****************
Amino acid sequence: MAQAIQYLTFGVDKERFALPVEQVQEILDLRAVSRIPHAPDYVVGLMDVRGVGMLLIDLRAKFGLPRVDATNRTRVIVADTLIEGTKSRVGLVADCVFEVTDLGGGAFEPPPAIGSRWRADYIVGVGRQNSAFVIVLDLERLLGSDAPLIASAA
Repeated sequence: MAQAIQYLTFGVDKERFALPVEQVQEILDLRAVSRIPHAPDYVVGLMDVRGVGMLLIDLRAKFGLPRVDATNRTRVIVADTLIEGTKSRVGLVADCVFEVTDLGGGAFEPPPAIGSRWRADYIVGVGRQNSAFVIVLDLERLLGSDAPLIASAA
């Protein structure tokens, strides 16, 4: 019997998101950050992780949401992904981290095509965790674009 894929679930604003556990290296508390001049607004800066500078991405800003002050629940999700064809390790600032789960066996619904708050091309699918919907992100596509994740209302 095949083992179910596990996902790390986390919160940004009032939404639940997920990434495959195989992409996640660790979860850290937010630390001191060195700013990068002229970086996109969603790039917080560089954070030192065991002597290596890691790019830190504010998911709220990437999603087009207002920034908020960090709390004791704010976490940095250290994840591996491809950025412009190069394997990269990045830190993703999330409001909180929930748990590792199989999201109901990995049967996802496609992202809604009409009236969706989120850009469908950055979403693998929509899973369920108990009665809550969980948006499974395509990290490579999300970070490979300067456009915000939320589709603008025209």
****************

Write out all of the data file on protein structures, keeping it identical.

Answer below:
Amino acid sequence: MAQAIQYLTFGVDKERFALPVEQVQEILDLRAVSRIPHAPDYVVGLMDVRGVGMLLIDLRAKFGLPRVDATNRTRVIVADTLIEGTKSRVGLVADCVFEVTDLGGGAFEPPPAIGSRWRADYIVGVGRQNSAFVIVLDLERLLGSDAPLIASAA
Repeated sequence: MAQAIQYLTFGVDKERFALPVEQVQEILDLRAVSRIPHAPDYVVGLMDVRGVGMLLIDLRAKFGLPRVDATNRTRVIVADTLIEGTKSRVGLVADCVFEVTDLGGGAFEPPPAIGSRWRADYIVGVGRQNSAFVIVLDLERLLGSDAPLIASAA
């Protein structure tokens, strides 16, 4: 019997998101950050992780949401992904981290095509965790674009 894929679930604003556990290296508390001049607004800066500078991405800003002050629940999700064809390790600032789960066996619904708050091309699918919907992100596509994740209302 095949083992179910596990996902790390986390919160940004009032939404639940997920990434495959195989992409996640660790979860850290937010630390001191060195700013990068002229970086996109969603790039917080560089954070030192065991002597290596890691790019830190504010998911709220990437999603087009207002920034908020960090709390004791704010976490940095250290994840591996491809950025412009190069394997990269990045830190993703999330409001909180929930748990590792199989999201109901990995049967996802496609992202809604009409009236969706989120850009469908950055979403693998929509899973369920108990009665809550969980948006499974395509990290490579999300970070490979300067456009915000939320589709603008025209």